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Degon v. USAA Casualty Insurance Co.

United States District Court, D. Oregon

November 12, 2019

AMY DEGON, Plaintiff,
v.
USAA CASUALTY INSURANCE COMPANY, Defendant.

          Frederick M. Millard, Douglas M. Bragg, and Melissa L. Young, Millard & Bragg, P.C., 419 Fifth Street, Oregon City, Oregon 97045. Attorneys for Plaintiff.

          Joshua N. Kastan, Damian P. Stutz, and Melanie E. Rose, DKM Law Group, LLP, 1050 SW Sixth Avenue, Suite 1100, Portland, Oregon 97204. Attorneys for Defendant.

          OPINION AND ORDER

          KARIN J. IMMERGUT UNITED STATES DISTRICT JUDGE

         Defendant removed this insurance coverage dispute from state court. Plaintiff seeks remand because removal was not timely or, alternatively, because the amount in controversy is too low for federal-court jurisdiction. For the reasons that follow, Plaintiff's motion is denied.

         STANDARDS

         A state-court civil action may be removed to federal court if plaintiff could have filed there in the first instance. 28 U.S.C. § 1441(a). For a federal court to have diversity jurisdiction, the parties must be citizens of different states, and the amount in controversy must exceed $75, 000. 28 U.S.C. § 1332(a); see Weeping Hollow Ave. Tr. v. Spencer, 831 F.3d 1110, 1112 (9th Cir. 2016).

         When the state-court complaint does not clearly plead the minimum amount in controversy, “the removing defendant bears the burden of establishing, by a preponderance of the evidence, that the amount in controversy exceeds the jurisdictional threshold.” Urbino v. Orkin Servs. of Cal., Inc., 726 F.3d 1118, 1121-22 (9th Cir. 2013) (quotations and citations omitted). The “defendant's notice of removal need include only a plausible allegation that the amount in controversy exceeds the jurisdictional threshold.” Dart Cherokee Basin Operating Co., LLC v. Owens, 574 U.S. 81, 89 (2014). However, if the court or a party questions whether the matter satisfies the amount-in-controversy requirement, the court looks to “summary-judgment-type evidence relevant to the amount in controversy at the time of the removal” in addition to the complaint and removal petition. Fritsch v. Swift Transp. Co. of Ariz., LLC, 899 F.3d 785, 793 (9th Cir. 2018) (quoting Kroske v. U.S. Bank Corp., 432 F.3d 976, 980 (9th Cir. 2005)); see Dart Cherokee, 574 U.S. at 89. There exists a “strong presumption” against removal jurisdiction, and federal jurisdiction “must be rejected if there is any doubt as to the right of removal in the first instance.” Gaus v. Miles, Inc., 980 F.2d 564, 566 (9th Cir. 1992) (per curiam).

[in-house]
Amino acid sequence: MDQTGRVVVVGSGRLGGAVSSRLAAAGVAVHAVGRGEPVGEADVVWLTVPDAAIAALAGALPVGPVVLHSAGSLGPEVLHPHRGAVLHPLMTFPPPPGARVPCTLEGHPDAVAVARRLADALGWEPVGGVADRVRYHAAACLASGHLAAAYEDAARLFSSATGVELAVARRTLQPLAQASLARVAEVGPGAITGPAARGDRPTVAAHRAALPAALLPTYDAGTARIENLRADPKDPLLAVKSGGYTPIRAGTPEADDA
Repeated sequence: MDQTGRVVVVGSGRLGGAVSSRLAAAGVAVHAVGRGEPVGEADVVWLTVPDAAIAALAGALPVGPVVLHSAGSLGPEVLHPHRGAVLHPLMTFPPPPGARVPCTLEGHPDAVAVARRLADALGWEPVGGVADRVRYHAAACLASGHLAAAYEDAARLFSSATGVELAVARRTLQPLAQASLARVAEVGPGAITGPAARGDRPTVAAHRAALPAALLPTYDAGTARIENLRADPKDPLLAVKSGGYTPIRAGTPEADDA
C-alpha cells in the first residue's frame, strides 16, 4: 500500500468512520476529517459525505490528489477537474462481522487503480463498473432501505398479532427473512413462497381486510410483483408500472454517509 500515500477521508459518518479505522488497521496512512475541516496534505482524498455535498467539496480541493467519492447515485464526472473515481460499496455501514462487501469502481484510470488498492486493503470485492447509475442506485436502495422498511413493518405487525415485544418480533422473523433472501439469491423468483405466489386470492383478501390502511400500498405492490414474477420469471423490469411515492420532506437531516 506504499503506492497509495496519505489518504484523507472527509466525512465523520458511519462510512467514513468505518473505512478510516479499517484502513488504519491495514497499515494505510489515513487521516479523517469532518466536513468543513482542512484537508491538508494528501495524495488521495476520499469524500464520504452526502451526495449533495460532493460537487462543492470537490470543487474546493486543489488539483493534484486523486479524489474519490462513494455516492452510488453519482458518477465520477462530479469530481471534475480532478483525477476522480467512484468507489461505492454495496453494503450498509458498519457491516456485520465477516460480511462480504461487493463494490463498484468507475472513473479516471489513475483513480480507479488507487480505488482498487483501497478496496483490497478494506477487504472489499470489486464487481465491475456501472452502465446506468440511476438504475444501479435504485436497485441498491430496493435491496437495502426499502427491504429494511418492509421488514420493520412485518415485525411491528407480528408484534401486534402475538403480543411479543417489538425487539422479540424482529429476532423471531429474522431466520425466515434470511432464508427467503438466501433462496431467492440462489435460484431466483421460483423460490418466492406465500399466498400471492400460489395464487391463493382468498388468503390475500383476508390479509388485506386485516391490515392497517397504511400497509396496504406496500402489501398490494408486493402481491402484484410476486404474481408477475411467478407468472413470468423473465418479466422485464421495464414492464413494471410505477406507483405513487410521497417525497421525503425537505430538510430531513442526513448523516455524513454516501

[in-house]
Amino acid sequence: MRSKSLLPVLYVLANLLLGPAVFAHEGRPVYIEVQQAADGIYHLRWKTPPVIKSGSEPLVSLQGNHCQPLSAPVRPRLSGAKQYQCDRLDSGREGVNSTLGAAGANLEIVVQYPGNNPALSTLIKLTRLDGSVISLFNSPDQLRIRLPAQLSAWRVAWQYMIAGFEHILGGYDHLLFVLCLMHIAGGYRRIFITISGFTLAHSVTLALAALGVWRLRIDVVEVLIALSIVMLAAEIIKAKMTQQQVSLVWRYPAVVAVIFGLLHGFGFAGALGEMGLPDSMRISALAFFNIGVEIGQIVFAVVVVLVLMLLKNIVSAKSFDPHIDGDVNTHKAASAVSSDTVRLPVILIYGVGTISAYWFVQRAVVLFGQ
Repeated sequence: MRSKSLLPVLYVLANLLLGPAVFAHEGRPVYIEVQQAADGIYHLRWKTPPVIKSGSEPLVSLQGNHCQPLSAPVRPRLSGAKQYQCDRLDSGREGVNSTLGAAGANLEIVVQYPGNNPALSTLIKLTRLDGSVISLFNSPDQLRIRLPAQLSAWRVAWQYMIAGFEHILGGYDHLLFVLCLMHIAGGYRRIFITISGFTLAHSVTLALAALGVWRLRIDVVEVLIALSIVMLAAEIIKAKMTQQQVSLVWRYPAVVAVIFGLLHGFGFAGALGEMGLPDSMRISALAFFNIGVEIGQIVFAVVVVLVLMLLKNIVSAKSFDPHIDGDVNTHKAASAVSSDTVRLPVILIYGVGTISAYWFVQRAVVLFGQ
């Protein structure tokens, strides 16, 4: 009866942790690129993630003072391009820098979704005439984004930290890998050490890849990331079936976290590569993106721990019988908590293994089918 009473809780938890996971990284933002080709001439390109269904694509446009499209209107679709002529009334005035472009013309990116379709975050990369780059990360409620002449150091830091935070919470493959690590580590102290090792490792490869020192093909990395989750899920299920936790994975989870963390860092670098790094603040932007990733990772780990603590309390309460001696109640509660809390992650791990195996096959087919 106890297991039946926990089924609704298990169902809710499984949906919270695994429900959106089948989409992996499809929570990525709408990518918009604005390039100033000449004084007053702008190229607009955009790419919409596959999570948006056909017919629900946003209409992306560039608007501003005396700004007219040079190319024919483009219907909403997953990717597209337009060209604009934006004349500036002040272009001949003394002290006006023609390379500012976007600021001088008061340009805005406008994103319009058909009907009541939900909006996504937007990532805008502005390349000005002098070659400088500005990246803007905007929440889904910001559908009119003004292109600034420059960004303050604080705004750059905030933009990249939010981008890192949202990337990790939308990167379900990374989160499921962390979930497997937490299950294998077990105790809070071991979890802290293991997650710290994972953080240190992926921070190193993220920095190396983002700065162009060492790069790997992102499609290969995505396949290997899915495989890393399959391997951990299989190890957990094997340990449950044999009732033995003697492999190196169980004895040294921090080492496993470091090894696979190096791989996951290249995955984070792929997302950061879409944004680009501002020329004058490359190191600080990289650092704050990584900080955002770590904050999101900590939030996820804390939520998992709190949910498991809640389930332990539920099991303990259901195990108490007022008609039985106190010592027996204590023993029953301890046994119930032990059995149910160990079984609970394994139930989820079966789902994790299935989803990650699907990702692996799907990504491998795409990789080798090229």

In addition to the requirements of federal subject-matter jurisdiction, there are procedural requirements for a timely removal under 28 U.S.C. § 1446. Fritsch, 899 F.3d at 788. A defendant normally has 30 days after receipt of the complaint or summons to remove a civil case to federal court. 28 U.S.C. § 1446(b)(1). However, if the initial pleading does not “affirmatively reveal[] on its face the facts necessary for federal court jurisdiction, ” Rea v. Michaels Stores, Inc., 742 F.3d 1234, 1238 (9th Cir. 2014) (quoting Harris v. Bankers Life & Cas. Co., 425 F.3d 689, 691 (9th Cir. 2005)), then the petition for removal may be filed within the 30-day period after defendant receives “an amended pleading, motion, order or other paper from which it may first be ascertained that the case is one which is or has become removable, ” 28 U.S.C. § 1446(b)(3). Under this statute, “other paper” includes responses to discovery. Id. at § 1446(c)(3)(A).

         BACKGROUND

         Plaintiff originally filed this action in Clackamas County Circuit Court on June 3, 2019, ECF 1-1 at 11, and served Defendant on June 5, ECF 1-2 at 2. Plaintiff alleges that Defendant breached the parties' contract and committed defamation, causing both economic damages and emotional distress. ECF 1-5 at 3-8. According to the complaint, Plaintiff seeks attorney's fees, available under ORS 742.061, on top of damages specified in the amount of $52, 500. Id. at 7.

         After answering the complaint on July 3, 2019, ECF 1-7 at 10, Defendant sent Plaintiff a set of requests for admission, dated the same day, ECF 1-8 at 10. Three of those queries specified:

REQUEST FOR ADMISSION NO. 5:
Admit that YOU are not seeking damages exceeding $75, 000.01, exclusive of interest ...

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